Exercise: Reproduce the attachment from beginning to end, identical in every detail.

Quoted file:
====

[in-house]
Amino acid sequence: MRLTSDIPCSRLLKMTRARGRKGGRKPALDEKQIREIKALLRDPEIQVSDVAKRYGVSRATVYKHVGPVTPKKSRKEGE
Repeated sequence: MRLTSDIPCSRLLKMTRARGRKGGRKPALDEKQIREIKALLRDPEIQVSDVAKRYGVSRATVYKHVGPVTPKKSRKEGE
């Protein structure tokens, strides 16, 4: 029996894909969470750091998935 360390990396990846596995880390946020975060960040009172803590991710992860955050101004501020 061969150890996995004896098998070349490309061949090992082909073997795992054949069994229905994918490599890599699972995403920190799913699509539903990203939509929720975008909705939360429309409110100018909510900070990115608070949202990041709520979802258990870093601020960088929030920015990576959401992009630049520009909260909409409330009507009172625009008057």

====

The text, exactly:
[in-house]
Amino acid sequence: MRLTSDIPCSRLLKMTRARGRKGGRKPALDEKQIREIKALLRDPEIQVSDVAKRYGVSRATVYKHVGPVTPKKSRKEGE
Repeated sequence: MRLTSDIPCSRLLKMTRARGRKGGRKPALDEKQIREIKALLRDPEIQVSDVAKRYGVSRATVYKHVGPVTPKKSRKEGE
């Protein structure tokens, strides 16, 4: 029996894909969470750091998935 360390990396990846596995880390946020975060960040009172803590991710992860955050101004501020 061969150890996995004896098998070349490309061949090992082909073997795992054949069994229905994918490599890599699972995403920190799913699509539903990203939509929720975008909705939360429309409110100018909510900070990115608070949202990041709520979802258990870093601020960088929030920015990576959401992009630049520009909260909409409330009507009172625009008057």